Edward Sakura knew about waiting. The people I spoke with told me that. He had learned to check the urge to act quickly with a calm, methodical discipline. The excitement and anticipation that were part of putting together a good deal never faded, of course. It was why he was in the business he was in. But he had mastered his impulses through years of trial and error. And it had paid off handsomely.

Shodo, the Way of the Brush, had been a constant teacher for over three decades in his quest for patience. It was one of life’s little ironies. As a young man, he had learned from his parents’ experience in Manzinar that safety in America was based on conforming to American culture. In retrospect, people of Sakura’s generation were puzzled as to why their folks did not grasp that one fact about America. After all, the Japanese themselves had a saying that the nail that sticks out gets banged down.

He had looked at the photos from the camps the American government had shunted his parents and other Japanese-Americans off to. The rows of slapdash wooden barracks, geometrically arranged in the desolation of the high American desert, would have been enough to drive the lesson home to even the dimmest of observers. And by the end of the war, Americans of Japanese descent had learned to look forward into the future, simply because the past was too painful. And, in so doing, they turned their gaze away from Japan.

Sakura had been a bright kid and he turned into an even brighter adult. After getting his MBA he had developed a taste for the high-octane deals increasingly being cut in the entertainment industry. And, over time, he succeeded quite well for himself. But with middle age, he had come to yearn for some sense of connection to his past. A high-energy man in a fast-paced business, he chose an endeavor diametrically opposed to the normal pace of his days.

For thirty years, every day, no matter where he was, Sakura surrendered part of his life to the Discipline of the Brush. As his teachers directed, he would set aside his worries. Enter a realm of a quiet focus. Then, kneeling before the purity of white paper, he would slowly, methodically prepare. The cake of dried ink would whir faintly against the stone as he ground it into powder. He would carefully add water to the mix, gazing intently at the liquid, thick with promise, dense and black with potential.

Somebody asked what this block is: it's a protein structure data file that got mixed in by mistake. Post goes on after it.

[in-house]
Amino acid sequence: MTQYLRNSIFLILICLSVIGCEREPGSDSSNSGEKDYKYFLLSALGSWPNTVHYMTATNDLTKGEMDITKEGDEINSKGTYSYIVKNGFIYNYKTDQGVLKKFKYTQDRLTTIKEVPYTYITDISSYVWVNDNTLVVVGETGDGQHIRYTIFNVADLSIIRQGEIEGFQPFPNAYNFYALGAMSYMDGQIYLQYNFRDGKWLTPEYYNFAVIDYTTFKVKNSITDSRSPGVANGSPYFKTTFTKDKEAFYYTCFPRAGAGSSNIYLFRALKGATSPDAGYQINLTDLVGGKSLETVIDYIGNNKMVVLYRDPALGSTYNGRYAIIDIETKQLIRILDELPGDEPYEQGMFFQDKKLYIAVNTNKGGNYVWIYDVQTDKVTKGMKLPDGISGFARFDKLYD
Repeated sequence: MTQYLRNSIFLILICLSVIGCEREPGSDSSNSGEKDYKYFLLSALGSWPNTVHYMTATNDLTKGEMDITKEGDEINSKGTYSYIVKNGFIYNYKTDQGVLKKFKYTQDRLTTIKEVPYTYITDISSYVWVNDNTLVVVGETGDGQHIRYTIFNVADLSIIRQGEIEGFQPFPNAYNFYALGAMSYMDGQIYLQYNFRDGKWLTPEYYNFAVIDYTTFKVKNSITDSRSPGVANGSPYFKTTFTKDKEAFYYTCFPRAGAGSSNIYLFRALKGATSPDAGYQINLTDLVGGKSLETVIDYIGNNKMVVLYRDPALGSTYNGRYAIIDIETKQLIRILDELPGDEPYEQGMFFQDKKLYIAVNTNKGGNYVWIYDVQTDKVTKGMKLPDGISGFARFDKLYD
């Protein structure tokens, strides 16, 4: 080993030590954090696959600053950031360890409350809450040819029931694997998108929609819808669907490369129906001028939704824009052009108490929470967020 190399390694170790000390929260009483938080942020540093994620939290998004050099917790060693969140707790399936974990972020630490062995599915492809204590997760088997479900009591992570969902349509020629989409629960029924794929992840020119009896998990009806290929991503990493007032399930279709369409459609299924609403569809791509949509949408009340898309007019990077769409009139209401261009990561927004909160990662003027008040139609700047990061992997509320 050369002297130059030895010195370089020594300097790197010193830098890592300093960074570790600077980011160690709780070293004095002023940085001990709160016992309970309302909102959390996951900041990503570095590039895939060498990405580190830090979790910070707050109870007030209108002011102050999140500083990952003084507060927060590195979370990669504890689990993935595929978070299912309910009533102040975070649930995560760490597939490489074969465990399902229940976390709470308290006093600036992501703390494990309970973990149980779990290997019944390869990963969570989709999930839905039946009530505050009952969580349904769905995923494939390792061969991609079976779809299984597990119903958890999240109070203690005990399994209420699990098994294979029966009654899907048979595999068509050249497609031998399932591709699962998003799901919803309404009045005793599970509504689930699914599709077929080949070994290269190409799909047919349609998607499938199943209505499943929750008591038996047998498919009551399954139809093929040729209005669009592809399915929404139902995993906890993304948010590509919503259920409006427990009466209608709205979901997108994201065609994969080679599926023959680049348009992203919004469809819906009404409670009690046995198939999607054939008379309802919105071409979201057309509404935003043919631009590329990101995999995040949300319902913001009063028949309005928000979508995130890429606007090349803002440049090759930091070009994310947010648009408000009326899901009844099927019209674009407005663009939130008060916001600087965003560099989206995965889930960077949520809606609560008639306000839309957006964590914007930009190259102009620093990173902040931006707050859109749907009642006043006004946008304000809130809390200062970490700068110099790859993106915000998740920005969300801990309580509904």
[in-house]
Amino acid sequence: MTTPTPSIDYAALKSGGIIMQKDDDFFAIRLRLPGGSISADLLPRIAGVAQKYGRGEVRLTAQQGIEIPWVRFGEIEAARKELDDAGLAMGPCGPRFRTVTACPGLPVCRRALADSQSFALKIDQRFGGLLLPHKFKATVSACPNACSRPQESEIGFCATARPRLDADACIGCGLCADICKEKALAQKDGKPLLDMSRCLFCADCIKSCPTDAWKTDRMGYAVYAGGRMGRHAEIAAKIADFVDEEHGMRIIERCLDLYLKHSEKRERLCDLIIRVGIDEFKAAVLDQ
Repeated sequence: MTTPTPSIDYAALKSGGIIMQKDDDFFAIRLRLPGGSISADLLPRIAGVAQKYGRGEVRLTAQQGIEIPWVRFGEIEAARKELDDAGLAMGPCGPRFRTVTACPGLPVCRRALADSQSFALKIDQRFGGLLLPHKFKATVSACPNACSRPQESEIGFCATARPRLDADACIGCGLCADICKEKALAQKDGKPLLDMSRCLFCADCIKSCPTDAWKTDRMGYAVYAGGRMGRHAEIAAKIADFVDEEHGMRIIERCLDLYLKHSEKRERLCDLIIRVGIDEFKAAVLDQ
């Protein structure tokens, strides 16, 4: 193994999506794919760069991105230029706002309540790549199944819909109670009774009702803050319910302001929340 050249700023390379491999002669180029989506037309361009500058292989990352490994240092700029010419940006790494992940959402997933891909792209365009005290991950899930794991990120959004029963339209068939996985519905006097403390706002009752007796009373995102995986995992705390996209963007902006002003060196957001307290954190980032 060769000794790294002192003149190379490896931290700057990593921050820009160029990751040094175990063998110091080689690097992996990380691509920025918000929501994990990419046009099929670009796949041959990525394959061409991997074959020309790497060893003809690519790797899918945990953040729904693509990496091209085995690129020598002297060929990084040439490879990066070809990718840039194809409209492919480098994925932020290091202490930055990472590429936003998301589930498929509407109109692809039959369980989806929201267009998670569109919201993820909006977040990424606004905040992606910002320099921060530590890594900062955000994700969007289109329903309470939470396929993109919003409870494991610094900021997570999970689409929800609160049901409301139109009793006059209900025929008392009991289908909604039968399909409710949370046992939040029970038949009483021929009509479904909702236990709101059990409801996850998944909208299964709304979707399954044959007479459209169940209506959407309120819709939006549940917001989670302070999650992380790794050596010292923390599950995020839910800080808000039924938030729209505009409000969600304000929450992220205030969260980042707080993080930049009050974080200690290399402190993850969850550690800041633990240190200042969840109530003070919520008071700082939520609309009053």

Then he would breathe, calming his hand, centering himself before picking up the brush. And, when spirit and brush were one, the ink trail would spool across the paper, leaving something of Sakura frozen in time, made manifest in the stark contrast of black ink and white background.

He had carried his art with him when he relocated to New York. The growing presence of Japanese companies like Sony in the entertainment industry meant that there were opportunities for a dealmaker like Sakura on two coasts. He worked in Manhattan and went home each night to a quiet, upscale neighborhood in the Fort Hamilton section of Brooklyn. It was a community that seemed tidy and green after the sprawling concrete of Manhattan. You could smell the sea in the breeze that blew in from the Atlantic. And best of all, amid the blush of life in a spring garden, it contained Sakura’s small Shodo hut.

He had built it as far back away from the house as he could. The property lines in his neighborhood were set with high walls for privacy and thickly cushioned with trees. It made for a small island of tranquility. He felt drawn to it now more than ever, a stone that sat, still and isolated, in the rushing current of his life.

The hut’s location was why he didn’t hear his killer approach.

In this part of Brooklyn, people value their privacy. The streets are relatively narrow, the houses old and well established, their faces closed to the street. The lots that the houses sit on are irregular, with occasional backyards of surprising depth. The hum of traffic from the more congested avenues to the east is never absent. And one more Lexus tooling sedately through the late afternoon streets would not have excited much comment.

People think of hunting as essentially a chase. But professional hunters, the really successful ones, get that way by wasting very little energy and planning ahead. They can chase if they have to, but they much prefer to stalk. And, if possible, they would rather use the techniques of ambush. Know your prey. Know his patterns. Know where he will be. And wait there.

Did the killer sneak up on Sakura or was he already there, lurking in the undergrowth? It doesn’t really matter. He knew where to find his victim. And with the pitiless certainty of all killers, he moved in.

The old masters, the real
sensei
, say that any Way leads to the same point. Whether you pick up the brush or the sword, the focus and training changes you. It’s imperceptible at first. But it is cumulative. I later studied Sakura’s calligraphy, and it told me that his three decades of training had not been wasted.